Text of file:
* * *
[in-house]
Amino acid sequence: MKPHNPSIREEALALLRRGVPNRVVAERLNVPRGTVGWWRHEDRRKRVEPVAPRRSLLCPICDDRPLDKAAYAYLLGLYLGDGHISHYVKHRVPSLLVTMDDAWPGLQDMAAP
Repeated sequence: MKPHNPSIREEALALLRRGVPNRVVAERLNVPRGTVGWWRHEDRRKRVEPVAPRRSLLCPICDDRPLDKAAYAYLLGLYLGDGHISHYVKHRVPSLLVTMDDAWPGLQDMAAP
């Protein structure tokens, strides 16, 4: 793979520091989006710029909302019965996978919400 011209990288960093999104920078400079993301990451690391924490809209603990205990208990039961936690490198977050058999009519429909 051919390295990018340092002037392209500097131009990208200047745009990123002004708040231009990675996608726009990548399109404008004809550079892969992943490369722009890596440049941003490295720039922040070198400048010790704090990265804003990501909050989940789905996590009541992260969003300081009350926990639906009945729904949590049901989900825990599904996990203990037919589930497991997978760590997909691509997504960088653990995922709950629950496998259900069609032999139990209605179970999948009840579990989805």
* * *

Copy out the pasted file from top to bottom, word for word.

[in-house]
Amino acid sequence: MKPHNPSIREEALALLRRGVPNRVVAERLNVPRGTVGWWRHEDRRKRVEPVAPRRSLLCPICDDRPLDKAAYAYLLGLYLGDGHISHYVKHRVPSLLVTMDDAWPGLQDMAAP
Repeated sequence: MKPHNPSIREEALALLRRGVPNRVVAERLNVPRGTVGWWRHEDRRKRVEPVAPRRSLLCPICDDRPLDKAAYAYLLGLYLGDGHISHYVKHRVPSLLVTMDDAWPGLQDMAAP
């Protein structure tokens, strides 16, 4: 793979520091989006710029909302019965996978919400 011209990288960093999104920078400079993301990451690391924490809209603990205990208990039961936690490198977050058999009519429909 051919390295990018340092002037392209500097131009990208200047745009990123002004708040231009990675996608726009990548399109404008004809550079892969992943490369722009890596440049941003490295720039922040070198400048010790704090990265804003990501909050989940789905996590009541992260969003300081009350926990639906009945729904949590049901989900825990599904996990203990037919589930497991997978760590997909691509997504960088653990995922709950629950496998259900069609032999139990209605179970999948009840579990989805």